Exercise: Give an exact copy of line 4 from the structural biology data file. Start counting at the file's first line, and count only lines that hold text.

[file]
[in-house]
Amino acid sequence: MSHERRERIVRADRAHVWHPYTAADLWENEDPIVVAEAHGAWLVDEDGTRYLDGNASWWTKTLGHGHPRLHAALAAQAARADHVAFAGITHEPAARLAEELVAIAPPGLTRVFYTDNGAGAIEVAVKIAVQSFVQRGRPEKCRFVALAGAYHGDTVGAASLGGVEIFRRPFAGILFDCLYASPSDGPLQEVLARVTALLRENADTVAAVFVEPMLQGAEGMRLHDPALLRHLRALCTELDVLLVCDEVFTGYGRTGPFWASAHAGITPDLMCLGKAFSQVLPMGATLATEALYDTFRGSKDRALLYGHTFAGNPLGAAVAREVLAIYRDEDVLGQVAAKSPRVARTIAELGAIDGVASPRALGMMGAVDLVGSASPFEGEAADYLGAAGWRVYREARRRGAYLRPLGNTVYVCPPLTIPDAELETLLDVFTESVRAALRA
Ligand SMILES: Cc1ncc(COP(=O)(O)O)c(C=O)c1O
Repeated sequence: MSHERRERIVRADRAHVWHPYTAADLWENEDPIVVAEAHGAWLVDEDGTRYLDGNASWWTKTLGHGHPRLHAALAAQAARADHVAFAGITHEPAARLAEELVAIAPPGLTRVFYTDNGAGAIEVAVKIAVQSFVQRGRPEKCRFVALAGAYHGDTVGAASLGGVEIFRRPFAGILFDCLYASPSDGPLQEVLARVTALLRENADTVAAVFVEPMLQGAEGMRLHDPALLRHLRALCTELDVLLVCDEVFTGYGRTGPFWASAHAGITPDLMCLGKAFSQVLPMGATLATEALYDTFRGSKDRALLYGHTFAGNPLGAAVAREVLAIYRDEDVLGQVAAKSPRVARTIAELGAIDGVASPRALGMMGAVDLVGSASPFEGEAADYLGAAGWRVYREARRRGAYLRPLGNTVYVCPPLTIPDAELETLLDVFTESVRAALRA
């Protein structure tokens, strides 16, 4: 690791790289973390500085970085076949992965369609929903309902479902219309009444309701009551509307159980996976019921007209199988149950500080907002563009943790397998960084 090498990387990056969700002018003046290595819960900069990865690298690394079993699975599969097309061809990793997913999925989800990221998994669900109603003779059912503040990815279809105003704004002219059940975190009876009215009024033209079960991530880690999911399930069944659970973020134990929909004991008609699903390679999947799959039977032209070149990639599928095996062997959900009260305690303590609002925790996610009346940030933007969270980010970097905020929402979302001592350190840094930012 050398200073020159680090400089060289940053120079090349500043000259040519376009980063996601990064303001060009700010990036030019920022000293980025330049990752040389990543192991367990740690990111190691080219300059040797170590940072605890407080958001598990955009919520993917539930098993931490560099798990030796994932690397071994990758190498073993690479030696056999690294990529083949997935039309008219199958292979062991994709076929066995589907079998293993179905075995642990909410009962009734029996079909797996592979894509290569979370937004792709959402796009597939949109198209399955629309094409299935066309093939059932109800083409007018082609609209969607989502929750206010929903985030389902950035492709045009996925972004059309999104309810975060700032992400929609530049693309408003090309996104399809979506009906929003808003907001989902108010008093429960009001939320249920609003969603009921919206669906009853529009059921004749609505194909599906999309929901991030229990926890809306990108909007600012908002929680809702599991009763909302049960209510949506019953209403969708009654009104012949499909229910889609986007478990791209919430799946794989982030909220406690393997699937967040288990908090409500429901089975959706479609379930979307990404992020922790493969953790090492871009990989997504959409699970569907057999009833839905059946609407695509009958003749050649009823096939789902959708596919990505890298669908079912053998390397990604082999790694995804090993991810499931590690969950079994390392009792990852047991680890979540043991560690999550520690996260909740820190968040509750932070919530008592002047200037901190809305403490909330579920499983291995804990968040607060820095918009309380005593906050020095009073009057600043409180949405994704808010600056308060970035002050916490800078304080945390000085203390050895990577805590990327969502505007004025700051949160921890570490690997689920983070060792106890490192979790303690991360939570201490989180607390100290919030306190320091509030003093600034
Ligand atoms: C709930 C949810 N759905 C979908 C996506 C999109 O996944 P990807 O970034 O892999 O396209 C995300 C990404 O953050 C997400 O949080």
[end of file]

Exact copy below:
Repeated sequence: MSHERRERIVRADRAHVWHPYTAADLWENEDPIVVAEAHGAWLVDEDGTRYLDGNASWWTKTLGHGHPRLHAALAAQAARADHVAFAGITHEPAARLAEELVAIAPPGLTRVFYTDNGAGAIEVAVKIAVQSFVQRGRPEKCRFVALAGAYHGDTVGAASLGGVEIFRRPFAGILFDCLYASPSDGPLQEVLARVTALLRENADTVAAVFVEPMLQGAEGMRLHDPALLRHLRALCTELDVLLVCDEVFTGYGRTGPFWASAHAGITPDLMCLGKAFSQVLPMGATLATEALYDTFRGSKDRALLYGHTFAGNPLGAAVAREVLAIYRDEDVLGQVAAKSPRVARTIAELGAIDGVASPRALGMMGAVDLVGSASPFEGEAADYLGAAGWRVYREARRRGAYLRPLGNTVYVCPPLTIPDAELETLLDVFTESVRAALRA